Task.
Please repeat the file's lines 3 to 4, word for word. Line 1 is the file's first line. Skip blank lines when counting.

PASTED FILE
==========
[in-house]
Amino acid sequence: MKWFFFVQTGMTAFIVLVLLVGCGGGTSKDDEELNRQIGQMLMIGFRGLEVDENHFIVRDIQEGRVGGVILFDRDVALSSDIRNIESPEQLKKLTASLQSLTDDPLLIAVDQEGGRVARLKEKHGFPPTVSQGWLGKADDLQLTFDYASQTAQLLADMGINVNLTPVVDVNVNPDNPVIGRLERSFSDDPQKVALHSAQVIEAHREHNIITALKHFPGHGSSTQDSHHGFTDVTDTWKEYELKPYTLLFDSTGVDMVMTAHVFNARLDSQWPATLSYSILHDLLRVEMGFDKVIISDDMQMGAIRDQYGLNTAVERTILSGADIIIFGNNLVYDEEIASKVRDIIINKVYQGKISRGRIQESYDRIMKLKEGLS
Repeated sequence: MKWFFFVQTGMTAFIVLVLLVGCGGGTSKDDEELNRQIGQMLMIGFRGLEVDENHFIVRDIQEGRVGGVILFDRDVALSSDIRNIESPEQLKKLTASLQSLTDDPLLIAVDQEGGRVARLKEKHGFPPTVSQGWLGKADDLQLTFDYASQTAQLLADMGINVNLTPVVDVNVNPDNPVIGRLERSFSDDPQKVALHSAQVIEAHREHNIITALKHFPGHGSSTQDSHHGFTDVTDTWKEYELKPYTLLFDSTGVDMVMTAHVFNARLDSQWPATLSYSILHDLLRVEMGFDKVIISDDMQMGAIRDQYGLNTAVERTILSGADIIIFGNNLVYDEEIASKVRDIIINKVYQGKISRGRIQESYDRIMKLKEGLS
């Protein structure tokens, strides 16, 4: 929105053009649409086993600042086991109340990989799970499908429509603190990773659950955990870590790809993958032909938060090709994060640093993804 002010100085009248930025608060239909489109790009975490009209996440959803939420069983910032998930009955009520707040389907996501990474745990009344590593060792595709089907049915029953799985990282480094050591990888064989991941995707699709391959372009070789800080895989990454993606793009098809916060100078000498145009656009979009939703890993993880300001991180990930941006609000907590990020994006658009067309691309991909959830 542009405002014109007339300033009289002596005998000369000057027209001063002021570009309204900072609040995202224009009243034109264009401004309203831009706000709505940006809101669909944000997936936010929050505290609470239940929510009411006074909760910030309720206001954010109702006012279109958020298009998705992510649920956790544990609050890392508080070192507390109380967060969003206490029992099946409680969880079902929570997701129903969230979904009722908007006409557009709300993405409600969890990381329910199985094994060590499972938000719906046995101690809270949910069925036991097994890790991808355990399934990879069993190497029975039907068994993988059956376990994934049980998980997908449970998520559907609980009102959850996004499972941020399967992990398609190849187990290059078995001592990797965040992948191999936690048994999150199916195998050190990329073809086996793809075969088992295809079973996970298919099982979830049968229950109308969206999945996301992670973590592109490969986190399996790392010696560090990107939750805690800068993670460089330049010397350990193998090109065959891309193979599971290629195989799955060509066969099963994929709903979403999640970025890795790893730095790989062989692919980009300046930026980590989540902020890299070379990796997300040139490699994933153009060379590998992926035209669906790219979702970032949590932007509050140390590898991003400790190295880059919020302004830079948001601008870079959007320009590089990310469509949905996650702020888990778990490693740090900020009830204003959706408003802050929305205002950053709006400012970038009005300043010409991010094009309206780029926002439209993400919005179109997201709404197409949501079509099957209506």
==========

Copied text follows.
Repeated sequence: MKWFFFVQTGMTAFIVLVLLVGCGGGTSKDDEELNRQIGQMLMIGFRGLEVDENHFIVRDIQEGRVGGVILFDRDVALSSDIRNIESPEQLKKLTASLQSLTDDPLLIAVDQEGGRVARLKEKHGFPPTVSQGWLGKADDLQLTFDYASQTAQLLADMGINVNLTPVVDVNVNPDNPVIGRLERSFSDDPQKVALHSAQVIEAHREHNIITALKHFPGHGSSTQDSHHGFTDVTDTWKEYELKPYTLLFDSTGVDMVMTAHVFNARLDSQWPATLSYSILHDLLRVEMGFDKVIISDDMQMGAIRDQYGLNTAVERTILSGADIIIFGNNLVYDEEIASKVRDIIINKVYQGKISRGRIQESYDRIMKLKEGLS
């Protein structure tokens, strides 16, 4: 929105053009649409086993600042086991109340990989799970499908429509603190990773659950955990870590790809993958032909938060090709994060640093993804 002010100085009248930025608060239909489109790009975490009209996440959803939420069983910032998930009955009520707040389907996501990474745990009344590593060792595709089907049915029953799985990282480094050591990888064989991941995707699709391959372009070789800080895989990454993606793009098809916060100078000498145009656009979009939703890993993880300001991180990930941006609000907590990020994006658009067309691309991909959830 542009405002014109007339300033009289002596005998000369000057027209001063002021570009309204900072609040995202224009009243034109264009401004309203831009706000709505940006809101669909944000997936936010929050505290609470239940929510009411006074909760910030309720206001954010109702006012279109958020298009998705992510649920956790544990609050890392508080070192507390109380967060969003206490029992099946409680969880079902929570997701129903969230979904009722908007006409557009709300993405409600969890990381329910199985094994060590499972938000719906046995101690809270949910069925036991097994890790991808355990399934990879069993190497029975039907068994993988059956376990994934049980998980997908449970998520559907609980009102959850996004499972941020399967992990398609190849187990290059078995001592990797965040992948191999936690048994999150199916195998050190990329073809086996793809075969088992295809079973996970298919099982979830049968229950109308969206999945996301992670973590592109490969986190399996790392010696560090990107939750805690800068993670460089330049010397350990193998090109065959891309193979599971290629195989799955060509066969099963994929709903979403999640970025890795790893730095790989062989692919980009300046930026980590989540902020890299070379990796997300040139490699994933153009060379590998992926035209669906790219979702970032949590932007509050140390590898991003400790190295880059919020302004830079948001601008870079959007320009590089990310469509949905996650702020888990778990490693740090900020009830204003959706408003802050929305205002950053709006400012970038009005300043010409991010094009309206780029926002439209993400919005179109997201709404197409949501079509099957209506």